NEW YORK (Reuters Health) - Tobacco companies conspired internationally to mislead the public regarding the dangers of cigarette smoking and to increase sales among the most vulnerable groups of people, according to UK researchers.
``The industry is not to be trusted; they are driven by a commercial imperative that will always run completely contrary to the public health interest,'' Professor Gerard Hastings from the Centre for Tobacco Control Research, University of Strathclyde in Glasgow, Scotland, told Reuters Health.
Hastings and associate Lynn MacFadyen examined internal documents covering tobacco-related business in five UK advertising agencies. ``The papers demonstrate the abject failure of voluntary controls,'' Hastings said.
Agency documents clearly show the targeting of young people, women and the poor, and the use of advertising and promotion to increase consumption, not simply to increase market share, the authors note in the August 5th issue of the British Medical Journal.
``The only solution is statutory regulation, with the overt aim of removing all tobacco marketing,'' Hastings concluded. ''This regulation has to be powerful, comprehensive and flexible.''
In a second article, Neil Francey from Wentworth Chambers in Sydney, Australia and Simon Chapman from the VicHealth Centre for Tobacco Control in Carlton, Australia, review tobacco industry documents published in compliance with court orders in the United States and the UK.
According to the authors, these documents ``...disclose that in 1977 seven of the world's major tobacco companies conspired to promote 'controversy' over smoking and disease, in an exercise called Operation Berkshire.''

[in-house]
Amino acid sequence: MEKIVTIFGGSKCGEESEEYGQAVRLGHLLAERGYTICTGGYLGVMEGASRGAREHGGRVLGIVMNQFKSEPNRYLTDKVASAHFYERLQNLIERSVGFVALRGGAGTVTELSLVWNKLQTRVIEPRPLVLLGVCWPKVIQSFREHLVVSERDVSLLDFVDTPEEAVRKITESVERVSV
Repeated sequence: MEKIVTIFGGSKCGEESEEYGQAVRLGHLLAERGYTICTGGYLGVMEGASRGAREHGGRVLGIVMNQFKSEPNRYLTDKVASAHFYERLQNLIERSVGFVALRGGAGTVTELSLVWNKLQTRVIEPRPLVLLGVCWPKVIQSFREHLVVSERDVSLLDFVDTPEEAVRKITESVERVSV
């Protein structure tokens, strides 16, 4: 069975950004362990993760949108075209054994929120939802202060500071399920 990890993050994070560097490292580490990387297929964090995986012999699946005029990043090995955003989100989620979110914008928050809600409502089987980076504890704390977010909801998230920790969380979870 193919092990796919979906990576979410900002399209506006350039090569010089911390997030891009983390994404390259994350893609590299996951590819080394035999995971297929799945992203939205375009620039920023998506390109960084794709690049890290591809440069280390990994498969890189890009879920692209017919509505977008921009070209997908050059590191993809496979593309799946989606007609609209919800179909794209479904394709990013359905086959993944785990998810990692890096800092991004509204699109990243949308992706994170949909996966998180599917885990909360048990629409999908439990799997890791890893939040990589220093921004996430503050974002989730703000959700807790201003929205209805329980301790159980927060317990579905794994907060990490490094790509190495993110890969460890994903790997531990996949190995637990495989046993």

After its inception in 1981, the International Tobacco Information Centre ``...established steering groups for subsequent world conferences and other task forces to undermine public health efforts to convey the dangers associated with smoking,'' the report indicates.
The documents indicate that the companies conspired to mislead the public regarding the dangers of cigarette smoking, despite the fact that the association of smoking with serious disease had been accepted by many companies at least since the late 1970s, note Francey and Chapman.
``While not earth shattering to people who have observed the tobacco industry over the years, the fact that these conclusions are based on the industry's own words makes them compelling to policymakers, the public, and...the courts,'' writes Stanton Glantz from the Institute for Health Policy Studies, University of California, San Francisco, in a related commentary.
``They are driven by a commercial imperative that will always run completely contrary to the public health interest,'' argued Hastings. ``Whilst it is clearly impractical to ban tobacco, all activities--from marketing communications to pricing strategies and product design--that are intended to make smoking more appealing should be outlawed.''
SOURCE: British Medical Journal 2000;321:313-314, 366-371, 371-374.